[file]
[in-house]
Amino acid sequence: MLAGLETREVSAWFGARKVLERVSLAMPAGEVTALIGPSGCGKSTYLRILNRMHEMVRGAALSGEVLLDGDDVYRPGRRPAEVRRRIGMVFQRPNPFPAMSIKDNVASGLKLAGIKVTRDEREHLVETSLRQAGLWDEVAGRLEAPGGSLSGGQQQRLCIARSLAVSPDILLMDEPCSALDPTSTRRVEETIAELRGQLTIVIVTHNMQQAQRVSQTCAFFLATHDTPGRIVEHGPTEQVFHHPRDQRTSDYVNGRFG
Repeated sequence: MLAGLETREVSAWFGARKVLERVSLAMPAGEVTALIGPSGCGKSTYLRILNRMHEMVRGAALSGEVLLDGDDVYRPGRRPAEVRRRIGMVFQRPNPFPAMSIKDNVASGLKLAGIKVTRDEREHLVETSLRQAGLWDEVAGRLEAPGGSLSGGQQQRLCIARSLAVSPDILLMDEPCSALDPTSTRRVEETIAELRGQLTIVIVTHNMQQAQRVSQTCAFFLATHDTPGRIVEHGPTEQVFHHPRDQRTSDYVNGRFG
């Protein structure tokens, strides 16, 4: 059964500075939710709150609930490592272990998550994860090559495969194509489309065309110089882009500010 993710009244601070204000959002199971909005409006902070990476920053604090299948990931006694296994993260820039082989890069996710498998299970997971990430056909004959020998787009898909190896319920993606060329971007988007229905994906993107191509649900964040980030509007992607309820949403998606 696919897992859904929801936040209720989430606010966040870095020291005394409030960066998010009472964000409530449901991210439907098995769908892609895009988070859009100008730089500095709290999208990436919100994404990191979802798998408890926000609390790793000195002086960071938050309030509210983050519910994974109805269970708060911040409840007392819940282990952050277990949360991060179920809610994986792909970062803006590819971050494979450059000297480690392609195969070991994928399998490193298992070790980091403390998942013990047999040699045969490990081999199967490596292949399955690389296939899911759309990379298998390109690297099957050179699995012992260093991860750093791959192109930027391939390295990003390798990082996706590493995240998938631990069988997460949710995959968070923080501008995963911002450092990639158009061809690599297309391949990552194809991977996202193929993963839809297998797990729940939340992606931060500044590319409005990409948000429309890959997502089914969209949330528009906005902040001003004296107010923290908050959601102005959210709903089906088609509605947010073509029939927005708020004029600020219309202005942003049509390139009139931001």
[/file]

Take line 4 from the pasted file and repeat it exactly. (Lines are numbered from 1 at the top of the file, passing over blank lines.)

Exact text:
């Protein structure tokens, strides 16, 4: 059964500075939710709150609930490592272990998550994860090559495969194509489309065309110089882009500010 993710009244601070204000959002199971909005409006902070990476920053604090299948990931006694296994993260820039082989890069996710498998299970997971990430056909004959020998787009898909190896319920993606060329971007988007229905994906993107191509649900964040980030509007992607309820949403998606 696919897992859904929801936040209720989430606010966040870095020291005394409030960066998010009472964000409530449901991210439907098995769908892609895009988070859009100008730089500095709290999208990436919100994404990191979802798998408890926000609390790793000195002086960071938050309030509210983050519910994974109805269970708060911040409840007392819940282990952050277990949360991060179920809610994986792909970062803006590819971050494979450059000297480690392609195969070991994928399998490193298992070790980091403390998942013990047999040699045969490990081999199967490596292949399955690389296939899911759309990379298998390109690297099957050179699995012992260093991860750093791959192109930027391939390295990003390798990082996706590493995240998938631990069988997460949710995959968070923080501008995963911002450092990639158009061809690599297309391949990552194809991977996202193929993963839809297998797990729940939340992606931060500044590319409005990409948000429309890959997502089914969209949330528009906005902040001003004296107010923290908050959601102005959210709903089906088609509605947010073509029939927005708020004029600020219309202005942003049509390139009139931001």